The One Constant When Holiday Traditions Change

Dec 15, 2023

Reading time: 6 Minutes

Family decorating the Christmas tree

We always eat Christmas dinner at Grandma’s — it’s tradition! We have to sing carols before presents — it’s tradition! It’s not Christmas Eve until we read that one book — it’s tradition! And we can’t forget the eggnog — it’s tradition!


But what happens when Grandma moves into a nursing home? Or when a new baby’s nursing schedule means carols have to be skipped? What about when your teenagers ask to spend Christmas Eve with their friends? Or your blended family members reveal they prefer cranberry punch over eggnog?


We all know that seasons change, but do those treasured traditions have to fly out the window? That doesn’t feel jolly at all!


Holiday Traditions Have Always Been Changing


It’s no secret that holiday traditions change over time. For example, did you know:


  • In colonial America, Christmas meant donning costumes and going door to door to receive gifts?
  • In the 17th century, Massachusetts made celebrating Christmas a crime?
  • Christmas trees didn’t become popular until the 19th century?
  • And Elf on a Shelf didn’t show up until 2005?


For better or for worse, celebrations of Christmas haven’t always been the same. But throughout centuries of ever-changing cultural traditions, the reason for celebration remains the same, whether people want to acknowledge it or not: the birth of Immanuel, God with us.



Family Holiday Traditions Change Over Time


In the same way, family holiday traditions change over time. As traditions shift, Christmas holds an air of wonder, as in, “I wonder what we’re supposed to do now?” And while each new stage brings its question marks — and the discomfort that goes with every unknown — there’s one constant that threads through time and ties traditions together.


Traditions in Young Adulthood

Christmas as a young adult often means trying on new traditions to see what fits. You might go to an ugly Christmas sweater shindig with friends one night and a sequin-clad hors d’oeuvre office party the next.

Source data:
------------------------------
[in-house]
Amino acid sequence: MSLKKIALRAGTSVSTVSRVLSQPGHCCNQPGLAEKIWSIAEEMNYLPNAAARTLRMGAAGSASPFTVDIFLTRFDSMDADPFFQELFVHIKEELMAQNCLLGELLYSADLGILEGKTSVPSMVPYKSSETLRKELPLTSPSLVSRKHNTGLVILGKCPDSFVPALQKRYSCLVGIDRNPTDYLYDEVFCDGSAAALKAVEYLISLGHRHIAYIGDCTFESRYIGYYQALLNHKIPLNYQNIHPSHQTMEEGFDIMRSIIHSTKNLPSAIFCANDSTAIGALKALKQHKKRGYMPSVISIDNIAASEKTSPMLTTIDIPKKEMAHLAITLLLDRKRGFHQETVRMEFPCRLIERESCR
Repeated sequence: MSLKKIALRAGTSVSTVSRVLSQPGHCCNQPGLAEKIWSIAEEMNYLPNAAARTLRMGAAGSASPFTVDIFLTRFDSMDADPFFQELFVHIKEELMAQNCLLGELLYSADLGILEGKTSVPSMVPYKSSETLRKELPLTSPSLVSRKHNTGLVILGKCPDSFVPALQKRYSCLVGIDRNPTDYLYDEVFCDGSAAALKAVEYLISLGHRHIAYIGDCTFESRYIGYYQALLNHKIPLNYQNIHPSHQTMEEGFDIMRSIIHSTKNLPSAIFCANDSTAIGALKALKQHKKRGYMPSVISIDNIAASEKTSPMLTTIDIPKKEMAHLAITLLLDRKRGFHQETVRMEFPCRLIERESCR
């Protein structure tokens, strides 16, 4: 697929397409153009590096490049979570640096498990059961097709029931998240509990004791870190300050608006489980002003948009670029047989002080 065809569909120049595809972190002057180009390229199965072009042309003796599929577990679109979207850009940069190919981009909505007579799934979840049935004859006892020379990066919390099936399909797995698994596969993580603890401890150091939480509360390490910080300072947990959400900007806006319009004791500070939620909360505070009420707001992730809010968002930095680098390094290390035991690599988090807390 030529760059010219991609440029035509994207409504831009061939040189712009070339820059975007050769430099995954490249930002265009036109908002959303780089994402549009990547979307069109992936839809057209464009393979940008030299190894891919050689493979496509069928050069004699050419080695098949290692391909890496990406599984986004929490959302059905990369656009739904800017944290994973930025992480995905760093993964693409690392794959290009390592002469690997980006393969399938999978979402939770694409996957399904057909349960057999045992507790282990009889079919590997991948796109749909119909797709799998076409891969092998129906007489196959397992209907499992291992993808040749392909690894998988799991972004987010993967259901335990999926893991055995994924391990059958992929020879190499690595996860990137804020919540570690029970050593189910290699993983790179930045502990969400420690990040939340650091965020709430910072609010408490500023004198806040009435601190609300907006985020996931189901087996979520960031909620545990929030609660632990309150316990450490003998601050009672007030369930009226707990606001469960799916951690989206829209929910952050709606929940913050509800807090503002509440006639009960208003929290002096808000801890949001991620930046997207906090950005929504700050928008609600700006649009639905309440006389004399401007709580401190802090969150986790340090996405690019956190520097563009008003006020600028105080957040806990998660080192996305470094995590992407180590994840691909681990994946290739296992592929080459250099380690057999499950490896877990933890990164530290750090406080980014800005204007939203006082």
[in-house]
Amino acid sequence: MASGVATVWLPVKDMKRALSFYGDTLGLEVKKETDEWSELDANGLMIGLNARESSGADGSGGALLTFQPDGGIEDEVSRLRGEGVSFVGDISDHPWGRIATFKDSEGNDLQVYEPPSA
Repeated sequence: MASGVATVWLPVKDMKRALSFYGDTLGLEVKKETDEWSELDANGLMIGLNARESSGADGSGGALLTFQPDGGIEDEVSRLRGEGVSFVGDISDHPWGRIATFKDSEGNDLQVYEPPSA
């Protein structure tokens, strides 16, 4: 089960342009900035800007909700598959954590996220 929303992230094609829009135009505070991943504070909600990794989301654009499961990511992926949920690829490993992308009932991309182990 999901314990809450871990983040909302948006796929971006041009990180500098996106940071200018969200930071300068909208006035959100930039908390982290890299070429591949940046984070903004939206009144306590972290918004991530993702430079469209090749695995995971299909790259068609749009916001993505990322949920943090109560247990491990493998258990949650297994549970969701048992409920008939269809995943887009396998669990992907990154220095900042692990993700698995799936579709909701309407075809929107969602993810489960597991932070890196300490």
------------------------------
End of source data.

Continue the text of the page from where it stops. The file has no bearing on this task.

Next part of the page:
For couples, the decisions mount: Will it be a real or artificial tree? Will we attend Christmas Eve candlelight service with your parents or mine? Morphing previous holiday traditions into future ones can be daunting.


But in the sweaters and the sequins, Jesus is there — with us.


Traditions with Small Children

When children are small, traditions shift dramatically again. Late night sequins are replaced by early morning jammies. The candlelight service might be skipped for a few years, deemed too stressful with squirmy toddlers in the pew. Instead, you set up the Fisher Price nativity, making stable animal sounds as you talk about baby Jesus in the simplest terms.


On that artificial tree, the breakable ornaments are placed strategically out of reach. And the menu? Well, the tradition might be more mac ’n’ cheese than figs and brie for a few years, but that’s okay.


Because in the mess and the macaroni, Jesus is there — with us.


Children singing in a Christmas choir


Traditions with Older Children

With older kids, an endless stream of school parties and sports team celebrations is enough to swirl your mind like a peppermint. Is this the white elephant event or the gift card exchange — I forget?


Now they’re reading the Christmas story on their own in church and singing carols in the pageant, so you create more updated traditions like a great cookie bakeoff or a present-wrapping contest. Slowly, new hoodies and “drippy” shoes replace toys and dolls under your evenly-decorated artificial tree.